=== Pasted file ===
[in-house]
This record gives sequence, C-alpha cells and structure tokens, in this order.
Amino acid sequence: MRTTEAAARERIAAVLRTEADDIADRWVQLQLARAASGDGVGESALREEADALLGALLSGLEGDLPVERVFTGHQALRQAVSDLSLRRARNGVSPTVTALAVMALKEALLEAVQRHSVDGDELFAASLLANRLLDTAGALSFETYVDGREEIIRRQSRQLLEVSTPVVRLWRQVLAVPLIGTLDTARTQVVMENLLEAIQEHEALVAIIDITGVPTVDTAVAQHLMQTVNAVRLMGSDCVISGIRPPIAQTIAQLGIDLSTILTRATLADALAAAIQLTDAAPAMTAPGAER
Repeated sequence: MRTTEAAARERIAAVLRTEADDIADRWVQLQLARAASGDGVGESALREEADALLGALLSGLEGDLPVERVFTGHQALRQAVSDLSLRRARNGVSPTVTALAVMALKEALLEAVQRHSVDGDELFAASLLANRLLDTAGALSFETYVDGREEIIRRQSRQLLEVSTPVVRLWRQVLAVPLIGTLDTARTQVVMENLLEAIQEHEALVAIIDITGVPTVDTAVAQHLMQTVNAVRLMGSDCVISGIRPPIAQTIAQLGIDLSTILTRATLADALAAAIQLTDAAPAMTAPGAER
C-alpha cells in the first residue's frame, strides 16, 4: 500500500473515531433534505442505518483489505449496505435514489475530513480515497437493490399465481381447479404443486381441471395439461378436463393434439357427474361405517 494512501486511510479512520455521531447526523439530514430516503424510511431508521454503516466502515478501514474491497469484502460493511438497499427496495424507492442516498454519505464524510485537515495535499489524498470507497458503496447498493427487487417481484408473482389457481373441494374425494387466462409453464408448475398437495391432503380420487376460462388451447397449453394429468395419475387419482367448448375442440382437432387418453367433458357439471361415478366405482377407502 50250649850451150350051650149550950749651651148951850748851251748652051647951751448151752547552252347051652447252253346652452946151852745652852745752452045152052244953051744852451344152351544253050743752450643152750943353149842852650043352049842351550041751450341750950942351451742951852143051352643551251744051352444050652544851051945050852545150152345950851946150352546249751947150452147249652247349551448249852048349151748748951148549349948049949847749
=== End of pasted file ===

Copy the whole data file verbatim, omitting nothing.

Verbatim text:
[in-house]
This record gives sequence, C-alpha cells and structure tokens, in this order.
Amino acid sequence: MRTTEAAARERIAAVLRTEADDIADRWVQLQLARAASGDGVGESALREEADALLGALLSGLEGDLPVERVFTGHQALRQAVSDLSLRRARNGVSPTVTALAVMALKEALLEAVQRHSVDGDELFAASLLANRLLDTAGALSFETYVDGREEIIRRQSRQLLEVSTPVVRLWRQVLAVPLIGTLDTARTQVVMENLLEAIQEHEALVAIIDITGVPTVDTAVAQHLMQTVNAVRLMGSDCVISGIRPPIAQTIAQLGIDLSTILTRATLADALAAAIQLTDAAPAMTAPGAER
Repeated sequence: MRTTEAAARERIAAVLRTEADDIADRWVQLQLARAASGDGVGESALREEADALLGALLSGLEGDLPVERVFTGHQALRQAVSDLSLRRARNGVSPTVTALAVMALKEALLEAVQRHSVDGDELFAASLLANRLLDTAGALSFETYVDGREEIIRRQSRQLLEVSTPVVRLWRQVLAVPLIGTLDTARTQVVMENLLEAIQEHEALVAIIDITGVPTVDTAVAQHLMQTVNAVRLMGSDCVISGIRPPIAQTIAQLGIDLSTILTRATLADALAAAIQLTDAAPAMTAPGAER
C-alpha cells in the first residue's frame, strides 16, 4: 500500500473515531433534505442505518483489505449496505435514489475530513480515497437493490399465481381447479404443486381441471395439461378436463393434439357427474361405517 494512501486511510479512520455521531447526523439530514430516503424510511431508521454503516466502515478501514474491497469484502460493511438497499427496495424507492442516498454519505464524510485537515495535499489524498470507497458503496447498493427487487417481484408473482389457481373441494374425494387466462409453464408448475398437495391432503380420487376460462388451447397449453394429468395419475387419482367448448375442440382437432387418453367433458357439471361415478366405482377407502 50250649850451150350051650149550950749651651148951850748851251748652051647951751448151752547552252347051652447252253346652452946151852745652852745752452045152052244953051744852451344152351544253050743752450643152750943353149842852650043352049842351550041751450341750950942351451742951852143051352643551251744051352444050652544851051945050852545150152345950851946150352546249751947150452147249652247349551448249852048349151748748951148549349948049949847749